Anonymous on 18 August 2013, remember that when justice dept. lady contacted her, they were in the steam room of a health club. In the scene where Lorna was shown the photo, they were in the shower/dressing area of the health club, and the person in the background was wrapped in a bath sheet, which is essentially an oversized towel. Bath sheet lady walking through the background of the scene was just decoration to indicate they were still in the health club (apparently an upscale health club, not an ordinary middle class health club).

On another topic, I also think justice dept. lady is actually also from the future. Why else would she be checking the hotel room for hidden cameras and microphones? If a search for hidden cameras and microphones was done today, they would bring in a crew to high tech scan the room, not have an individual do a low tech scan using 1970's style techniques of creating background noise while using low tech methods to search for bugs. Also, if she was really from the justice dept., why would she feel a need to hide her mission research and search tools in a disguised dept. store gift box? Maybe because she was trying to hide if from the real police, perhaps? Also, if she claimed Maggie was wanted for a bank robbery, why didn't she show the bank robbery photo with Maggie in it, instead of a photo of Maggie in an anachronistic dress if front of a theatre?

And, of course, this is sheer speculation, but I think Maggie came back in time to give her mother a message that could possibly alter the future. In the future, her mother may have told her that she was in a position to stop some catastrophic event (the civil war, maybe?), but did not realize it until it was too late, and Maggie was attempting to help her right that mistake by giving her the message. The secret handshake was to prove to the little girl that Maggie is who she says she is, her future daughter, but of course she was interrupted by the popo before she got the chance to communicate the message.

Anonymous said...

I think Maggie is the little girl (Abigail's) mother. When Maggie was roaming the streets I I think she had a baby & for whatever reason she lost hwe. I also thought that the lady who rescued Maggie from the bathroom at the start of the film looked like the lady who greeted Abigail from school when she went to her room to play with the Lego. I thought it was a great film. I can't wait to see the next instalment. Haven't worked the injection business out yet unless she has the same illness as Maggie perhaps?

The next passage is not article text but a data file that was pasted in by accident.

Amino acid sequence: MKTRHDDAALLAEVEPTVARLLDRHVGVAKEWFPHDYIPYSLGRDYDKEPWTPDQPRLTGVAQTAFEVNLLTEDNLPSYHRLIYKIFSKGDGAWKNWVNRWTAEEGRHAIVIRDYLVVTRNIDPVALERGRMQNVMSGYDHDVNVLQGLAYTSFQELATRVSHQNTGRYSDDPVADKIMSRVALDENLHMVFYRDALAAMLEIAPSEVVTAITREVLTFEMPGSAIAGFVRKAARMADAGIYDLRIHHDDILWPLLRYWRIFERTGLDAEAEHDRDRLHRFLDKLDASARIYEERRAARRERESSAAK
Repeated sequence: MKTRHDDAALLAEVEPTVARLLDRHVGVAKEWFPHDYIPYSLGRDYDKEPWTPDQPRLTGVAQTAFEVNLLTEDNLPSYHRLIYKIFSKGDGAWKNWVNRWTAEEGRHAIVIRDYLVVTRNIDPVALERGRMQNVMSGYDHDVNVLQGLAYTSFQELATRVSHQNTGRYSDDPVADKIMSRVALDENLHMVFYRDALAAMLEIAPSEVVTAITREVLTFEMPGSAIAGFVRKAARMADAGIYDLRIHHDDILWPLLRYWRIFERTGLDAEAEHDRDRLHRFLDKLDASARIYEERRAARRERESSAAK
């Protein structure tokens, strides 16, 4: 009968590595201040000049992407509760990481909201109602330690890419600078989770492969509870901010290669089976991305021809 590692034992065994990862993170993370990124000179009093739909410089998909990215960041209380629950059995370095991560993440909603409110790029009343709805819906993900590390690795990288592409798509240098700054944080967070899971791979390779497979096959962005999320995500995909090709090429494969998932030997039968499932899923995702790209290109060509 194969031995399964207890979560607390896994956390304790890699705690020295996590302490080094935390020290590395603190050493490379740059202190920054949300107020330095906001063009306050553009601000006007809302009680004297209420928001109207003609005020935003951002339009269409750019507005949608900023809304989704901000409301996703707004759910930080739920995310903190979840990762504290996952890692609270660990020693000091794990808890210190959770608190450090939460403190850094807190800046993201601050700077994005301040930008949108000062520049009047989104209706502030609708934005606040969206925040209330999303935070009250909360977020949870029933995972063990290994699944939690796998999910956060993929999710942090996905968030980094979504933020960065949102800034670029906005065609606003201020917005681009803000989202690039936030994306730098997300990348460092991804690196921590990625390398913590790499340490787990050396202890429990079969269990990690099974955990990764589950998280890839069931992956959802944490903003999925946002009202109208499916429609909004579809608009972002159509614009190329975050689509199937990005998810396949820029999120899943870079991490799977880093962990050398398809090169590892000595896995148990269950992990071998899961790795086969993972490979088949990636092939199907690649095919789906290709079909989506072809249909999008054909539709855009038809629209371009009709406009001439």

Duncan Strathie said...

Thanks anonymous - good points.

I'm looking forward to the next instalment too.

Duncan Strathie said...
This comment has been removed by the author.
Marsha Collins said...

Overall, the film is a great example of how people can easily let themselves be dominated by a strong personality. Like when Lorna gets dragged to shoot the target practice - she knew it was a dumb idea to go, but the woman convinced her by talking strongly.

A few other thoughts:

- The "father" of Abigail - who may have been some random dude - could have drugged the girl to show her video (on the bed) of the secret handshake, which could have been how she knew about it. Actually, Pete seemed to know the handshake the first time too - potentially also from the internet? Actually, watching the last handshake again, the girl doesn't really follow the first part - she just catches on somewhere in the middle (which is the same part of the handshake I did as a kid, actually - and I think it's easy to follow someone's lead.)

- It doesn't make sense to me that the Dept of Justice woman would have to de-bug the hotel room that she was randomly assigned - particularly when she doesn't seem to talk to anyone while she's there. she seems so flustered and paranoid.

- The real cult leader seems to be Klaus - the scene where he first tries to find Maggie, and pays that boy to find out where she is, is creepy.

- Lorna's "unchaperoned adolescence" looked cultish too, with the naked boys doing pushups! kinky

- The cult members, at the end, resort to hard-nose logistics and say "let's call the attorney", implying that they already have one in waiting! But if they were really in the cult, and committed to her emotionally, wouldn't they cry or ask questions or act emotional, instead of simply conveying the message that, "yea, this is standard, let's go on the offensive." That makes me think they are used to her getting caught for crimes.

Duncan Strathie said...

Marsha

Thanks for commenting. You make number of helpful observations and raise some good questions. Brit Marling is showing herself to be a creative film maker and if this is the first in a trilogy I'm sure these and the other questions will probably be answered. It's smart story-telling when you end up with so many unresolved questions at the end of the film.

This film has been on my blog for just over a year and it's already the second most viewed review - this film has done something to stir people's curiosity.